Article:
Internationally linked knowledge-based service industries are increasingly gaining prominence. Technological innovation forms a cornerstone of this trend. The knowledge-based capacities of institutions such as the CSIR (Council for Scientific and Industrial Research), Universities (UNISA, Tshwane University of Technology, MEDUNSA and University of Pretoria), Armscor, Iscor, Denel Informatics, Onderstepoort Veterinary Research Institute and the motor industry are forever driving innovation to the levels of excellence.

Gauteng is the economic powerhouse of South Africa. The province covers 1.4% of the total area of South Africa, but is home to 17.1% of the country's inhabitants. It is by far South Africa's most densely populated province. Gauteng is highly urbanised. The adult literacy rate in the province (people 15 years and older who can read and write their home language) is 92.9%.


In 2004 Gauteng contributed 34.4% to the GDP of South Africa, of which Tshwane contributed 7% to the GDP of Gauteng. 

Given the fact that the City of Tshwane falls within Gauteng, it enjoys the advantage of access to large urban markets and new technologies due to its relative proximity to well-developed nodes such as the Johannesburg CBD and Ekurhuleni. It is evident that the Finance and Business Services Sector (followed by the Manufacturing Sector) contributes proportionally the largest segment towards the economies of South Africa and Gauteng, revealing not only the strong nature of this sector, but also the economy's dependence on finance and business activities. In Tshwane, however, the economy is dominated by the Government Services Sector, followed by the Finance and Business Services Sector.

Almost 30% of Tshwane's economy is dependent on Government Services activities, followed by Finance and Business Services (22.6%), Manufacturing (15%), Wholesale and Retail (13.1%) and Transport and Communication (10%) activities. The relatively low level of diversification of the Tshwane economy has the potential to impact on economic growth rates, especially when sectors with high growth are not well represented in the area.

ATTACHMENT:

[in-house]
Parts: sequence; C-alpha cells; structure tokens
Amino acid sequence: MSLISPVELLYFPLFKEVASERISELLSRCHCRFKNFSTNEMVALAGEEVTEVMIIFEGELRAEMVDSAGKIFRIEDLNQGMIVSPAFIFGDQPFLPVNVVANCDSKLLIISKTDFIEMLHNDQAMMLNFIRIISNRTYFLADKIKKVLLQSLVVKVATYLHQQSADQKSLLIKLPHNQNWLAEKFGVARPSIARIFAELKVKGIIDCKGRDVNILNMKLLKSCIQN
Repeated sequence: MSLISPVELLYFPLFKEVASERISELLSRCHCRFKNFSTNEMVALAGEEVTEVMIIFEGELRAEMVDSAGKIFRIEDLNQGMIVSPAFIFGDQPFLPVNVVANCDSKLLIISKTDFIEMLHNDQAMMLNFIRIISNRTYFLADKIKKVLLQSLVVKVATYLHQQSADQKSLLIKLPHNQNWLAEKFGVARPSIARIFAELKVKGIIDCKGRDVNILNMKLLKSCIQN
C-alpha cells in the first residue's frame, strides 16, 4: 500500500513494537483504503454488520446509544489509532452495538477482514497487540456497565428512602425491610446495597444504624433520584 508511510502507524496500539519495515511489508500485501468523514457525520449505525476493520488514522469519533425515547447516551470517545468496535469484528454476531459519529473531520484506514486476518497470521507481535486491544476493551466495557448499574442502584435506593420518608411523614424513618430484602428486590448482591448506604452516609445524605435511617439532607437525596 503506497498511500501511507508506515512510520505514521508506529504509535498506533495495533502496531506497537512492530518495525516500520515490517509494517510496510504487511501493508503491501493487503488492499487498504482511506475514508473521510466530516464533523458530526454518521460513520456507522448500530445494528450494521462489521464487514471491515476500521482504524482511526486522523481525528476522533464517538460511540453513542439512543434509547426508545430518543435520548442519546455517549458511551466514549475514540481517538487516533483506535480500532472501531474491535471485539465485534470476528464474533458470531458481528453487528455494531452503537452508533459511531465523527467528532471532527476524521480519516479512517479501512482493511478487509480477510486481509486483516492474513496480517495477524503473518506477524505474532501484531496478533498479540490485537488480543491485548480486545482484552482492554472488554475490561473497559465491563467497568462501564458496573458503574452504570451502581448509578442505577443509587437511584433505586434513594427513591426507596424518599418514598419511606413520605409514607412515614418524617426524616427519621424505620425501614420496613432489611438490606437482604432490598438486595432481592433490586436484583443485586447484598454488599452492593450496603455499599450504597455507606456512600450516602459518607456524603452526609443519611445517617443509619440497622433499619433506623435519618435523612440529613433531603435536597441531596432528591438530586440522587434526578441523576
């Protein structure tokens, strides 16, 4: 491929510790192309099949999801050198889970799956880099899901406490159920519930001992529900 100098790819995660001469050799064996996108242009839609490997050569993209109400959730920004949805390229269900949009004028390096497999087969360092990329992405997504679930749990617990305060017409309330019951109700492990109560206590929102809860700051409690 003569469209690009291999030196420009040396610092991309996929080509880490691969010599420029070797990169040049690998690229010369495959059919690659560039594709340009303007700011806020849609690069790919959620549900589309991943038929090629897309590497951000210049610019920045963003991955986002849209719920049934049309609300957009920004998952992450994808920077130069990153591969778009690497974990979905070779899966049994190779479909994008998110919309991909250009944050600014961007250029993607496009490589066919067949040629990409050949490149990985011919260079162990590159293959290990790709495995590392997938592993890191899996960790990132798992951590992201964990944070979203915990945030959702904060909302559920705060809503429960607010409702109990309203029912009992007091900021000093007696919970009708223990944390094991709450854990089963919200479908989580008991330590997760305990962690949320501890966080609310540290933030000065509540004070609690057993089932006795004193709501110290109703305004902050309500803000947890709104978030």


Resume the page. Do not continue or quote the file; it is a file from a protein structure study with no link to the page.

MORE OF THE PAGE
Socio-economic conditions

The city is growing rapidly at just over 4% per annum and is expected to double in size by 2020. Residents are relatively better off than South Africa's average citizen in terms of employment, with an unemployment rate of 33% relative to a national rate of 42%. The average annual income per household in the city is more than R140 000, although households without any income have risen in number, suggesting that economic growth has not been uniformly beneficial. According to Census 2001, one in five households (or 185 340 in number) received no income, while one in three households earned less than R19 200 (or a maximum of R1 600 per month, excluding social grants).

Personal income

Gauteng has a per capita income of R19 261 (US$ 3 158) per annum - the highest of all the provinces. While the mining industry contributes only 5.1% to the Gross Geographic Product (GGP) in the province, Gauteng has more than a hundred mines. The tertiary sector (including trade, finance, insurance, real estate and business services) is the main contributor to Gauteng's GGP (61.6%), followed by manufacturing (27.1%).

According to national census information, the gender distribution is very close to equal: 50.2% male and 49.8% female. The black population group represents 68% of the population, while white people make up 28%, coloured people 1.7%, Indian/Asian people 1.5% and others 0.8%. South Africa occupies only 4% of the landmass of Africa and has more than 50% of the cars, phones, autobanks and industrial facilities of the whole continent. Most of these are in Gauteng, the smallest province in South Africa. Gauteng, one of the nine provinces of South Africa, is strategically poised to act as the major gateway into Africa. With its capital Johannesburg, situated 50 km from City of Tshwane, and covering an area of 18 810 sq km, it acts as the economic powerhouse of South Africa. Most of what happens in the social, economic and technological spheres of South Africa is pioneered in Gauteng, accounting for 37.7% of the GDP.